It is assumed that the error variances are constant over the whole range of values under consideration, so
. (2.6) z,y,x, =>=<
ασε
αα
22
Further, it is assumed that the errors are independent of the common signal t, so
,z,y,x,tt =>><>=<<
α
ε
ε
αα
(2.7)
which yields zero due to (2.5).
2.2.2 Representation error
The true or calibrated measurement errors are also assumed uncorrelated,
,z,y,x,, =>=<
β
α
ε
ε
βα
0 (2.8)
unless common representation errors play a role. Suppose that system Z has a much coarser resolution
than system Y and that system Y has coarser resolution than system X. High resolution signal that is
common to X and Y will not be detectable for system Z and therefore be regarded as error. It can be
represented as a correlated error between X and Y, so
, (2.9)
r
yx 2
>=<
εε
with 2
r
the variance of the representation error, i.e., the signal in X and Y that is not detected by Z. The
other error correlations are zero according to (2.8). It is noted that coarse resolution may refer to spatial or
temporal resolution, but there may also be geophysical representation issues that make systems X and Y
look more alike while system Z lacks certain geophysical sensitivity. For example, for SST two systems
X and Y could measure skin temperatures and a third system Z bulk temperature. X and Y then measure
signal that is lacking in Z, and therefore <
ε
x
ε
y > 0.
Note that with this procedure, the error model (2.4) gives the measurement error variances at the scale of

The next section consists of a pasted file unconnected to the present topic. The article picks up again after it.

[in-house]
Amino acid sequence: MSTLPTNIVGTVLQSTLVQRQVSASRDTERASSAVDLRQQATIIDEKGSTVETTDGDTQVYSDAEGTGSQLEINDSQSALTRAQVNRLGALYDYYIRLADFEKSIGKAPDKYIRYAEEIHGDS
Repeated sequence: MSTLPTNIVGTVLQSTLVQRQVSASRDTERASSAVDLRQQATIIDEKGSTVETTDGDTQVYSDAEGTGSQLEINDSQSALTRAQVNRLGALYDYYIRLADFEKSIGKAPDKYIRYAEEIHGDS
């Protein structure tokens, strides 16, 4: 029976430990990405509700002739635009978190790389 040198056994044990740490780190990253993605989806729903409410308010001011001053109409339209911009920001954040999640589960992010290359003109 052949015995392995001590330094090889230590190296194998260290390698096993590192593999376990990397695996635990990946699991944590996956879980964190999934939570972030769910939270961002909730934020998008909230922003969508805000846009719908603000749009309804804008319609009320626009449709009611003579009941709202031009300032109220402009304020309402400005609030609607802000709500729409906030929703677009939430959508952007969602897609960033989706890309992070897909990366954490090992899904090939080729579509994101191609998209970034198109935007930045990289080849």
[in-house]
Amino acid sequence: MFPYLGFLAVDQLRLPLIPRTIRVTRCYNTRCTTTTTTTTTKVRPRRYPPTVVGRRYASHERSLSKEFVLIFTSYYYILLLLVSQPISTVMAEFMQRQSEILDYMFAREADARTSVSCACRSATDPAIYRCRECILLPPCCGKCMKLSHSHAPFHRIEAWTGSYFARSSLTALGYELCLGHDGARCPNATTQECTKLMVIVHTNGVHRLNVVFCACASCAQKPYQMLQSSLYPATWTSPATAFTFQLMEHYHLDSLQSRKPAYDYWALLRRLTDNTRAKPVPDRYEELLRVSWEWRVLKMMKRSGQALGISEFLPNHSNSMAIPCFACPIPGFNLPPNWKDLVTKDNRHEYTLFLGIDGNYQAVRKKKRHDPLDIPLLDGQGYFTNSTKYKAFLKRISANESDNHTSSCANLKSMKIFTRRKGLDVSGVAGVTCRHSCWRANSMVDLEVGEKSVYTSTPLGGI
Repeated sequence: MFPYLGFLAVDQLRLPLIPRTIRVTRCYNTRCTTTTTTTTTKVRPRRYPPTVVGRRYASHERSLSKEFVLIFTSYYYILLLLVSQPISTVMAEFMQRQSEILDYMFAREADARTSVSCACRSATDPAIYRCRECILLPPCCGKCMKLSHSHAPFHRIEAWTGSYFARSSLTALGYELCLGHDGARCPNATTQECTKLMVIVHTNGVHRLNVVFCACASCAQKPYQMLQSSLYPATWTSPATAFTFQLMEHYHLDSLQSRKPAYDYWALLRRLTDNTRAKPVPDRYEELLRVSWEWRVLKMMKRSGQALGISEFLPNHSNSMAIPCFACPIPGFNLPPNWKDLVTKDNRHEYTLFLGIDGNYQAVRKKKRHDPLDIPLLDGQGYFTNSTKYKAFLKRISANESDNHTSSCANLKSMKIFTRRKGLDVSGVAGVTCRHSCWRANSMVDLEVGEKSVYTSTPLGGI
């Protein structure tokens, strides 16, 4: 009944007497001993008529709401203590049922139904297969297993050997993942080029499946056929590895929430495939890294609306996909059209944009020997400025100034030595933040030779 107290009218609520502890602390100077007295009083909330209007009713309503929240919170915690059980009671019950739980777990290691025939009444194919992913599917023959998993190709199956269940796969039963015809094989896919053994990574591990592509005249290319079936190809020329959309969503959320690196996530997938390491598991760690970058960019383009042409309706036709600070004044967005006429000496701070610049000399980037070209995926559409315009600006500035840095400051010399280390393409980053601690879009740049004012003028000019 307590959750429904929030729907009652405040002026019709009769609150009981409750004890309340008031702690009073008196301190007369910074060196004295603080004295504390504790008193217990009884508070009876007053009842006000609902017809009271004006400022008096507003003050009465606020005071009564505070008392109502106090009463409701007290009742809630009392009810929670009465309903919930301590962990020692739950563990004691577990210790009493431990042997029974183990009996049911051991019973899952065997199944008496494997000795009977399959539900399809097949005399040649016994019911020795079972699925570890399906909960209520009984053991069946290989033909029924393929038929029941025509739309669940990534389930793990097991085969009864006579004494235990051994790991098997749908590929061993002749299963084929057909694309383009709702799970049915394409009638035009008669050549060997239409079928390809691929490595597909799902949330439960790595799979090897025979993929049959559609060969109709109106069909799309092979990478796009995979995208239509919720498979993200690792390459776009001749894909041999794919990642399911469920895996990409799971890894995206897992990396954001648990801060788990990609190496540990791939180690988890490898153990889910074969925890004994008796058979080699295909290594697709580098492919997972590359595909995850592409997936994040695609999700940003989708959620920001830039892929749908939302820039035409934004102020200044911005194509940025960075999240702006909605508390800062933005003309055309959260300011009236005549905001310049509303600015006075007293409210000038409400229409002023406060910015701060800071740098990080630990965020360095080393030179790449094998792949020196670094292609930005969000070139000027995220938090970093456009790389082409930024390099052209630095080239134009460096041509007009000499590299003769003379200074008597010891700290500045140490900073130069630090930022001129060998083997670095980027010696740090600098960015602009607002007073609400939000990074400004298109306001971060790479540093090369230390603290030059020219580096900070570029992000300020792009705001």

the coarse observations made by system Z. It will be shown in section 2.4 how the measurement error
variances at the scale of the intermediate resolution system Y can be obtained as well. In chapter 3 the
concept of scale-dependent errors will be elaborated further, together with procedures to obtain the
representation error.
2.3 Calibration coefficients and error variances
Forming the first statistical moments of (2.4) yields
NWP SAF Triple collocation Doc ID : NWPSAF-KN-TR-021
Version : 1.0
Date : 06-07-2012
7
)
(
()
.
><+><+=
><+><+=
><+>=<
zzzz
yyyy
xx
tabM
tabM
tM
ε
ε
(2.10)
The first moments of the random measurement errors all equal zero by (2.5). The first equation of (2.10)
therefore yields and can be used to eliminate
>=< tMx>
<
t from the others. This results in
(2.11)
.
MaMb
MaMb
xzzz
xyyy
=
=
The ordinary second-order moments of (2.4) are
(2.12)
.
222
222
2
222222
222222
22
><+><+><+><++><=
><+><+><+><++><=
><+><+>=<
zzzzzzzzzzzzz
yyyyyyyyyyyyy
xxxx
abtatbaabtaM
abtatbaabtaM
ttM
εεε
εεε
εε
This can be simplified by application of (2.4)-(2.9) and by using >
=
<tM x to
(2.13)
,
2
2
22222
22222
22
xzzzzzzzz
xyyyyyyyy
xxx
MbaabtaM
MbaabtaM
tM
+++><=
+++><=
+>=<
σ
σ
σ
Now and can be eliminated from (2.13) using (2.11). A little algebra and introduction of the
covariances (2.3) results in
y
bz
b
(2.14)
(
()
.
2222
2222
222
zxzzz
yxyyy
xxxx
MtaC
MtaC
MtC
σ
σ
σ
+><=
+><=
+>=<
)
In the same way the mixed second order moments of (2.4) read
(2.15)
.
2
2
2
><+><+><+><+><+><=
><+><+><+
+><++><+><+><+><=
><+><+><+><+><+><=
xzzxzxzzzzzzx
zyzyyyzyyz
zzyzyyzzzyzyzyyz
yxyxyxyyyyyxy
abtatatbtaM aaabtaa
abbbtbataatbataaM abtatatbtaM
εεεεε
εεεε
εε
εεεεε
This can be simplified using (2.4)-(2.9) and >
=
<tM x to
(2.16)
,
2
2
22
xzzzx
zyxyzxzyzyyz
yxyyxy
MbtaM
bbMbaMbataaM
raMbtaM
+><=